Using Video for Instruction
This option consists of recording lectures using a video camera. The video will then be formatted so students will be able to watch it on their computer using Windows Media Player or other similar software. Lectures can be recorded as the professors teach them in their on-campus course or they can be recorded in session specifically prepared for the contents of the online course.
Lecture Options Details (PDF)
This is a web conferencing software that enables teachers and students to instantly communicate and collaborate through easy-to-use, easy-to-access online meeting rooms. The meeting rooms allow participants to see and hear each other through the use of webcams and headsets, chat with one another through a chat window, share documents and presentations, and share computer screens. Instructors can choose to have the online meetings be mandatory or optional for Q&A sessions.
Instructors should also decide on the frequency of the meetings and their structure. For low-involvement courses it is often sufficient for the professor to use a webcam and headset so that students can see and hear him/her while students can type comments and questions in the chat window. In courses where students’ involvement is crucial students can be required to purchase their own webcam and headset so every individual in the meeting room can see and hear other participants.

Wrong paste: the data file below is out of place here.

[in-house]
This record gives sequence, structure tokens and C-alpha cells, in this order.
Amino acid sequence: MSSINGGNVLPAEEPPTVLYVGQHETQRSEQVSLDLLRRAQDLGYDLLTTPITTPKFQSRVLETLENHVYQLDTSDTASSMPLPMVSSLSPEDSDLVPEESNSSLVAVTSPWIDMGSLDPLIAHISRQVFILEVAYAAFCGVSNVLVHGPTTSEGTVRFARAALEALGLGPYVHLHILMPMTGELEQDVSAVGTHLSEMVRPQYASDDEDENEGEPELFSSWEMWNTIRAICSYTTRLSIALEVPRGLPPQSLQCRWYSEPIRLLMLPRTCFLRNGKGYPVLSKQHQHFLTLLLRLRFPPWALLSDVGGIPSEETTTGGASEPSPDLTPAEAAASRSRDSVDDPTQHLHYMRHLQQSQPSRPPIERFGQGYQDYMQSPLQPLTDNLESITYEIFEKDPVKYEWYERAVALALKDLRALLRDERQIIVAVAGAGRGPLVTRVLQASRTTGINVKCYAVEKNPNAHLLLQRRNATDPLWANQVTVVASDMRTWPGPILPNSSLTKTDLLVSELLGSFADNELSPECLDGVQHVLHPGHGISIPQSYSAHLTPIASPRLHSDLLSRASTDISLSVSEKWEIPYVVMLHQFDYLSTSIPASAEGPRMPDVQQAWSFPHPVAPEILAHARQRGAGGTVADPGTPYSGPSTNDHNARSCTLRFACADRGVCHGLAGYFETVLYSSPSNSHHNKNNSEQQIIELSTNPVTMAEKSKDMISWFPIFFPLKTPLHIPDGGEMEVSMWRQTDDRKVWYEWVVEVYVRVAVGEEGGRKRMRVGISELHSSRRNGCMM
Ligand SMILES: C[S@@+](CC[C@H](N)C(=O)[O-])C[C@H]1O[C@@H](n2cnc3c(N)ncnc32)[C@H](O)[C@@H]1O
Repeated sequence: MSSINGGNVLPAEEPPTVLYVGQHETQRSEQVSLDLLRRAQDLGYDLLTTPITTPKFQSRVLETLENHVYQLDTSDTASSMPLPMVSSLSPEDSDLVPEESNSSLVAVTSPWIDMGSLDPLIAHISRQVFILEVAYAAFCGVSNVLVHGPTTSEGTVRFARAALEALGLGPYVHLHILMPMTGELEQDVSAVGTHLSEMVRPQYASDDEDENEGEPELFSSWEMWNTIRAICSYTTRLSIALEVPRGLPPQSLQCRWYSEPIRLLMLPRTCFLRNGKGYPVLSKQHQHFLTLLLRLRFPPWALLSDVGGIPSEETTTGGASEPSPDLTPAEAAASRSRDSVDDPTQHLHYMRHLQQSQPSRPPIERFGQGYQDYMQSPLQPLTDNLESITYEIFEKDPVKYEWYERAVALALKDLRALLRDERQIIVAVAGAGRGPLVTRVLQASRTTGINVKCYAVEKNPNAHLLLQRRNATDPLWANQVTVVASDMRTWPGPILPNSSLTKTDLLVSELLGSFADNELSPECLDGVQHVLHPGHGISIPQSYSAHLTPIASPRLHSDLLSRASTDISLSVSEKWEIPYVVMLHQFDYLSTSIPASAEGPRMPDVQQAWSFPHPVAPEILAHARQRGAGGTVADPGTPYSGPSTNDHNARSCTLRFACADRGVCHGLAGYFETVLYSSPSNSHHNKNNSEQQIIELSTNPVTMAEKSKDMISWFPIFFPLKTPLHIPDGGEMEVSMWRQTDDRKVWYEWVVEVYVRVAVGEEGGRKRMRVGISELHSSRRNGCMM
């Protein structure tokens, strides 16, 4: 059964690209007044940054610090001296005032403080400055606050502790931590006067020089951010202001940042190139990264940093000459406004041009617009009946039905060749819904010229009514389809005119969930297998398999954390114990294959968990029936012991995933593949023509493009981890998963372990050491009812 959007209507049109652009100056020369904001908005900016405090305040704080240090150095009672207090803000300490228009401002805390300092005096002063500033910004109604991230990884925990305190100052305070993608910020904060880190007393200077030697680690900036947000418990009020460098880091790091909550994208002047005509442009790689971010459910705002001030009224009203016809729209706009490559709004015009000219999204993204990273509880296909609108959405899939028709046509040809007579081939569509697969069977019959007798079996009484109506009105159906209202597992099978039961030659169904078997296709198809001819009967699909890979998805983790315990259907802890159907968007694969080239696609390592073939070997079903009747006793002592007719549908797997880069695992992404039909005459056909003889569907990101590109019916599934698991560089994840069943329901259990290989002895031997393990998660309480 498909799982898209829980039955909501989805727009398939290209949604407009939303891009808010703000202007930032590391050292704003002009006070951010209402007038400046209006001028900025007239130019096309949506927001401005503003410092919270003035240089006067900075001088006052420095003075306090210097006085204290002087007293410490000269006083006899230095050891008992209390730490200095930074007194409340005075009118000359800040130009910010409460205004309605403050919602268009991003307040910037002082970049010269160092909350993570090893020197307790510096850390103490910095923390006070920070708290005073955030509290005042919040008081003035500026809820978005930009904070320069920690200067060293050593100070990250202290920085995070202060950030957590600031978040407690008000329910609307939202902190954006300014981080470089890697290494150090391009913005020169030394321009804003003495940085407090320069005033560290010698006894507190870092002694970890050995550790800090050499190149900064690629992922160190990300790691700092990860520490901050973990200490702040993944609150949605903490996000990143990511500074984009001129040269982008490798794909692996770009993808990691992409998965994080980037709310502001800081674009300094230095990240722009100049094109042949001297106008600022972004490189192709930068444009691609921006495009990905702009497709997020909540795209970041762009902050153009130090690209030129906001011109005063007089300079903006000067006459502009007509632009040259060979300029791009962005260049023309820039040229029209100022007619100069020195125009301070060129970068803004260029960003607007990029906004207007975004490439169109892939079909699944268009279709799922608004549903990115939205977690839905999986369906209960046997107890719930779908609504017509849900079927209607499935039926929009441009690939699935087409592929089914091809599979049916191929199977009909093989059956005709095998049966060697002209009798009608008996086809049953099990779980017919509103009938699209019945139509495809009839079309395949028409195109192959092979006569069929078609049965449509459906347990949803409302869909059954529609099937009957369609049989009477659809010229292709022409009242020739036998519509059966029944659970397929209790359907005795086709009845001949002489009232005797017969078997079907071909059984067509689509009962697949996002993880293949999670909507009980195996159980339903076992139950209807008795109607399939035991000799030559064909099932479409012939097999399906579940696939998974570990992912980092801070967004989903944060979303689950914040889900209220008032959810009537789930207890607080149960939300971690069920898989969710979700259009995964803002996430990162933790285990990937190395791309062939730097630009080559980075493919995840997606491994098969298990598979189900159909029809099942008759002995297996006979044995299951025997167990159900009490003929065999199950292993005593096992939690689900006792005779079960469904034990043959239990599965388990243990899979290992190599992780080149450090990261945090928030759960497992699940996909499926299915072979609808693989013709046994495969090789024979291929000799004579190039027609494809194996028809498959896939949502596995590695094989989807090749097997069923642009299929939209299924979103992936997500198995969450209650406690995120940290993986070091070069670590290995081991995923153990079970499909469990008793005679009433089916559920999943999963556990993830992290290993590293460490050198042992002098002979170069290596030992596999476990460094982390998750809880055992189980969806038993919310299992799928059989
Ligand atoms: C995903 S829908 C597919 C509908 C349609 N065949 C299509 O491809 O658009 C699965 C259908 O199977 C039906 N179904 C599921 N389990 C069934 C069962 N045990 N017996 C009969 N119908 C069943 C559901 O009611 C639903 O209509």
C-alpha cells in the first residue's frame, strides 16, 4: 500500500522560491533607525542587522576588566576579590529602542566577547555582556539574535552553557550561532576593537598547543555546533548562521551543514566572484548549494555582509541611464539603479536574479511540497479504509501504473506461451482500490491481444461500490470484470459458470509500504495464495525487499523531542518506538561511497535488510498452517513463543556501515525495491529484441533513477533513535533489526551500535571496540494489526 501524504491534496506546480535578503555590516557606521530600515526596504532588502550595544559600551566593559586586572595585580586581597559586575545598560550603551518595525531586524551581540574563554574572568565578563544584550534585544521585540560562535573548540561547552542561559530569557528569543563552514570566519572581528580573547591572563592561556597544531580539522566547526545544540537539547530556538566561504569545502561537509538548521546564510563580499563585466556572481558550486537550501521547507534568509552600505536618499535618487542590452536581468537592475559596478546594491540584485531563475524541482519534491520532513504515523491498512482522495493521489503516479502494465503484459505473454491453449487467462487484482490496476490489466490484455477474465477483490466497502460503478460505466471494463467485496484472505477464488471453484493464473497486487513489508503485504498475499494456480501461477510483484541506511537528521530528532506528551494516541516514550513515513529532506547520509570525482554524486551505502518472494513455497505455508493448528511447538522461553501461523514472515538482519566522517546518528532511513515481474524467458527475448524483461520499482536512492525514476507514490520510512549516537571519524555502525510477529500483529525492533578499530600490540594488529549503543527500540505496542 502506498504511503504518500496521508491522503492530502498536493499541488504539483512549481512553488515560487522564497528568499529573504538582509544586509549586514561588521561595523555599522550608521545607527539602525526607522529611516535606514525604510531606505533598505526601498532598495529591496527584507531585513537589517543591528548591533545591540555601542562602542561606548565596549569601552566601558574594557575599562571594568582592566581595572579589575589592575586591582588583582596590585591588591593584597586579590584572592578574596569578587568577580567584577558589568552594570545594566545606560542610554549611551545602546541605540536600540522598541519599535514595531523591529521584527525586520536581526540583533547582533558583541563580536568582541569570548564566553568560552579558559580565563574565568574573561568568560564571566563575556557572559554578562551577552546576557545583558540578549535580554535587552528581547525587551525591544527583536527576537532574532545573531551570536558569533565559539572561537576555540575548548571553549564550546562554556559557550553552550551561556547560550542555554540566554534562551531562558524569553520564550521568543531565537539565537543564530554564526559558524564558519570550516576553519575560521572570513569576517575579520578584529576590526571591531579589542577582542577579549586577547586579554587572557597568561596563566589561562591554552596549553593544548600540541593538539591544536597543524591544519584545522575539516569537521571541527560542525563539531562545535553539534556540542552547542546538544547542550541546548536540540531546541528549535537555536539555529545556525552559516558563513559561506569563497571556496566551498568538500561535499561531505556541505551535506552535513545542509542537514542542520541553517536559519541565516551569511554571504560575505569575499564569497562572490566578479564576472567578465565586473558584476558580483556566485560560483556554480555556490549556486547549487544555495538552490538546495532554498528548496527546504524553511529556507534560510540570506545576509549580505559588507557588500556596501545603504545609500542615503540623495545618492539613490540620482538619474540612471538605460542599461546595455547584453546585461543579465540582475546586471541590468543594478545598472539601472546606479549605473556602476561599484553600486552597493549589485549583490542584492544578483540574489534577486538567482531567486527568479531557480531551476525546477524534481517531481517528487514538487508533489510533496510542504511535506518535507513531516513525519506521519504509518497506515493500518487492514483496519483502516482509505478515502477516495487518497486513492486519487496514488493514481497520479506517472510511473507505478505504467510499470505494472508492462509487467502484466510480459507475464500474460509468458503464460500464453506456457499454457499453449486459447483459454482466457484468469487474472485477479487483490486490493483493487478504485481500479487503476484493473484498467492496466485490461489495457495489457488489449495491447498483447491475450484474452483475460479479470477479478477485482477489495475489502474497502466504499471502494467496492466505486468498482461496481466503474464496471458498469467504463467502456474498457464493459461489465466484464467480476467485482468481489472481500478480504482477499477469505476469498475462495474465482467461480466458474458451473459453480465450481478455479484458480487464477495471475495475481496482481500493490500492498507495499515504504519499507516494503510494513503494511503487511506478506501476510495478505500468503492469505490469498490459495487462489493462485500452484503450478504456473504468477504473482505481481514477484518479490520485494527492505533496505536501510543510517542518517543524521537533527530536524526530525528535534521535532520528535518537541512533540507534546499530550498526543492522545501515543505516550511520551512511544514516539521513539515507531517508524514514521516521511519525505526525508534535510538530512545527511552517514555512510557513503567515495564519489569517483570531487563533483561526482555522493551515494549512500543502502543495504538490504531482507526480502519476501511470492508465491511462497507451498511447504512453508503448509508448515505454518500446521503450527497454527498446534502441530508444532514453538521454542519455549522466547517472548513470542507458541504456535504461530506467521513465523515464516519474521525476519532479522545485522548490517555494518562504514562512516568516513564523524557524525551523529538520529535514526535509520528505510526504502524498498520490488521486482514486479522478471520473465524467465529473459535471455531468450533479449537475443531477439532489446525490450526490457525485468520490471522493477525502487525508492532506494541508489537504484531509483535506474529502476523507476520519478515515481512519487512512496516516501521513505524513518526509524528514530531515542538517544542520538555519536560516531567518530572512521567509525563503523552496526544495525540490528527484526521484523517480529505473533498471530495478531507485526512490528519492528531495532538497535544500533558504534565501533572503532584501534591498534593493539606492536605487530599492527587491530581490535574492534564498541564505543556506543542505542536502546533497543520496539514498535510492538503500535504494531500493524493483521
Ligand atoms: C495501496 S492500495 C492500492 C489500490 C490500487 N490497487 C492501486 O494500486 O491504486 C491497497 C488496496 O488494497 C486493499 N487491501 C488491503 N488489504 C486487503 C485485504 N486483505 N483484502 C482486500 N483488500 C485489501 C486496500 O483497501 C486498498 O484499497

More information can be found on our Adobe Connect Tutorial page.
This option utilizes the most powerful video conferencing tools currently available and enables teachers and students a live-real time classroom experience at a distance. Participants see and hear each other through the use of video camera devices. Teachers share documents, presentations, websites, labs and computer screens. This format is best when groups of students can meet at a location, or when a significant laboratory experience is desired.
In addition to classroom-based systems, there are also several options for smaller scale software-based video conferencing. We currently recommend three options in this category.
Vidyo - The campus has several licenses to the mobile and desktop clients for Vidyo. This option integrates with existing classroom-based video conferencing solutions, but currently we have a limit of 20 users, and must be pre-arranged for use.
Zoom.us - a free web-based video conferencing solution that is requires no user account creation and is easy to set up, join, and manage. This option is great for quick meetings, with a limited number of participants.
Google Hangouts, part of the google account infrastructure, provides a video chat feature that can be very useful. Users should be aware of complication in connecting the first time. If you plan on using Google Hangouts to connect with students or other off-site constituents, contact us at email@example.com for more information.
Once a medium is decided, consider:
Meeting Attendance: Mandatory? Optional?
Audio/Visual: Professor only? All participants?
Meeting Frequency: Daily? 2x/week? Weekly? Bi-weekly? Meeting Schedule: Day? Time?